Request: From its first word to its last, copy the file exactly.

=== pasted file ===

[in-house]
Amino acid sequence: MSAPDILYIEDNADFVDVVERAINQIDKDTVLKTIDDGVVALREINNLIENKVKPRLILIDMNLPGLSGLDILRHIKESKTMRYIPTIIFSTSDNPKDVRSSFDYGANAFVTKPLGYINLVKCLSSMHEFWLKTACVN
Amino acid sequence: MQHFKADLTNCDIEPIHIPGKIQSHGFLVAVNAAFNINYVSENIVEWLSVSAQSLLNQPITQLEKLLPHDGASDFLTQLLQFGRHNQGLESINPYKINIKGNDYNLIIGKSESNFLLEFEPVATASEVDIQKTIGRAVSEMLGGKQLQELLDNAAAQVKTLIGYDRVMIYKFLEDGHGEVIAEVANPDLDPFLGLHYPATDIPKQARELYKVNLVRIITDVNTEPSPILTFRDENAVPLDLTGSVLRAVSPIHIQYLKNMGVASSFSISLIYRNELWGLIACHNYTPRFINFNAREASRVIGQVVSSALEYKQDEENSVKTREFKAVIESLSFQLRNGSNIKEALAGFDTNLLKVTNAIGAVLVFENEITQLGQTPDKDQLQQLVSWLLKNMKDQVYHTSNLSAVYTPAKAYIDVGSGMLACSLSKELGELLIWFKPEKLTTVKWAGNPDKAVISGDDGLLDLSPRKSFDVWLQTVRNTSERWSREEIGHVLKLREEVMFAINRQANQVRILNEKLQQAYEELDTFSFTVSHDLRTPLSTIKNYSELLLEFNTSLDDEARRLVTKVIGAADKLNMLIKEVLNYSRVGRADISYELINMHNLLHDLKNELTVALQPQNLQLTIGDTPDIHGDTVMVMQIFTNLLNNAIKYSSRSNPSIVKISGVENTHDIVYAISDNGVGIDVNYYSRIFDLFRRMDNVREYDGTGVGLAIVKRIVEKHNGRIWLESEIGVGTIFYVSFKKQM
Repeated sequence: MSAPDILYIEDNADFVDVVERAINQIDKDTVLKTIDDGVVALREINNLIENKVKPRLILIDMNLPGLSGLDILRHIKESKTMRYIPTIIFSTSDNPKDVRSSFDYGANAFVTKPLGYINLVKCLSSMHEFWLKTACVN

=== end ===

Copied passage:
[in-house]
Amino acid sequence: MSAPDILYIEDNADFVDVVERAINQIDKDTVLKTIDDGVVALREINNLIENKVKPRLILIDMNLPGLSGLDILRHIKESKTMRYIPTIIFSTSDNPKDVRSSFDYGANAFVTKPLGYINLVKCLSSMHEFWLKTACVN
Amino acid sequence: MQHFKADLTNCDIEPIHIPGKIQSHGFLVAVNAAFNINYVSENIVEWLSVSAQSLLNQPITQLEKLLPHDGASDFLTQLLQFGRHNQGLESINPYKINIKGNDYNLIIGKSESNFLLEFEPVATASEVDIQKTIGRAVSEMLGGKQLQELLDNAAAQVKTLIGYDRVMIYKFLEDGHGEVIAEVANPDLDPFLGLHYPATDIPKQARELYKVNLVRIITDVNTEPSPILTFRDENAVPLDLTGSVLRAVSPIHIQYLKNMGVASSFSISLIYRNELWGLIACHNYTPRFINFNAREASRVIGQVVSSALEYKQDEENSVKTREFKAVIESLSFQLRNGSNIKEALAGFDTNLLKVTNAIGAVLVFENEITQLGQTPDKDQLQQLVSWLLKNMKDQVYHTSNLSAVYTPAKAYIDVGSGMLACSLSKELGELLIWFKPEKLTTVKWAGNPDKAVISGDDGLLDLSPRKSFDVWLQTVRNTSERWSREEIGHVLKLREEVMFAINRQANQVRILNEKLQQAYEELDTFSFTVSHDLRTPLSTIKNYSELLLEFNTSLDDEARRLVTKVIGAADKLNMLIKEVLNYSRVGRADISYELINMHNLLHDLKNELTVALQPQNLQLTIGDTPDIHGDTVMVMQIFTNLLNNAIKYSSRSNPSIVKISGVENTHDIVYAISDNGVGIDVNYYSRIFDLFRRMDNVREYDGTGVGLAIVKRIVEKHNGRIWLESEIGVGTIFYVSFKKQM
Repeated sequence: MSAPDILYIEDNADFVDVVERAINQIDKDTVLKTIDDGVVALREINNLIENKVKPRLILIDMNLPGLSGLDILRHIKESKTMRYIPTIIFSTSDNPKDVRSSFDYGANAFVTKPLGYINLVKCLSSMHEFWLKTACVN